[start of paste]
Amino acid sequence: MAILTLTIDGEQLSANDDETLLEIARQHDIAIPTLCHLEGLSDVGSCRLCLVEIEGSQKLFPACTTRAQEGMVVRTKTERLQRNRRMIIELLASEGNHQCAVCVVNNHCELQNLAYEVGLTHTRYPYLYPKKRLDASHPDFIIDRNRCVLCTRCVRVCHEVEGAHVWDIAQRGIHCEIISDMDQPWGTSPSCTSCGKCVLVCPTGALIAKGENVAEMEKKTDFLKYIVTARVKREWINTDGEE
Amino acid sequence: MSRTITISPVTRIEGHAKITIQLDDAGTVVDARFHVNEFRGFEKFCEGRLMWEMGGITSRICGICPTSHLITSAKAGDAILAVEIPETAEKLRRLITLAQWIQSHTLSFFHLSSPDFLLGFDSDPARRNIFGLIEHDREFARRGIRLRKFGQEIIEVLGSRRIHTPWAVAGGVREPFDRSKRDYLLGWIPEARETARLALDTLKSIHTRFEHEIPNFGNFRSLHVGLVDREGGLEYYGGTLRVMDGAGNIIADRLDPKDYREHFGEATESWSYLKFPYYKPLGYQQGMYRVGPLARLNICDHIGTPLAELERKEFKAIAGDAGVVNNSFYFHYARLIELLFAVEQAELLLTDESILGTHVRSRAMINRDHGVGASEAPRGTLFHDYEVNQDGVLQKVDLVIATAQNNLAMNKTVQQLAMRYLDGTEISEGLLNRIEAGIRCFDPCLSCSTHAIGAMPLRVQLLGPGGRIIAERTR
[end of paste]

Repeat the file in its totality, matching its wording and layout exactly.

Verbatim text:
Amino acid sequence: MAILTLTIDGEQLSANDDETLLEIARQHDIAIPTLCHLEGLSDVGSCRLCLVEIEGSQKLFPACTTRAQEGMVVRTKTERLQRNRRMIIELLASEGNHQCAVCVVNNHCELQNLAYEVGLTHTRYPYLYPKKRLDASHPDFIIDRNRCVLCTRCVRVCHEVEGAHVWDIAQRGIHCEIISDMDQPWGTSPSCTSCGKCVLVCPTGALIAKGENVAEMEKKTDFLKYIVTARVKREWINTDGEE
Amino acid sequence: MSRTITISPVTRIEGHAKITIQLDDAGTVVDARFHVNEFRGFEKFCEGRLMWEMGGITSRICGICPTSHLITSAKAGDAILAVEIPETAEKLRRLITLAQWIQSHTLSFFHLSSPDFLLGFDSDPARRNIFGLIEHDREFARRGIRLRKFGQEIIEVLGSRRIHTPWAVAGGVREPFDRSKRDYLLGWIPEARETARLALDTLKSIHTRFEHEIPNFGNFRSLHVGLVDREGGLEYYGGTLRVMDGAGNIIADRLDPKDYREHFGEATESWSYLKFPYYKPLGYQQGMYRVGPLARLNICDHIGTPLAELERKEFKAIAGDAGVVNNSFYFHYARLIELLFAVEQAELLLTDESILGTHVRSRAMINRDHGVGASEAPRGTLFHDYEVNQDGVLQKVDLVIATAQNNLAMNKTVQQLAMRYLDGTEISEGLLNRIEAGIRCFDPCLSCSTHAIGAMPLRVQLLGPGGRIIAERTR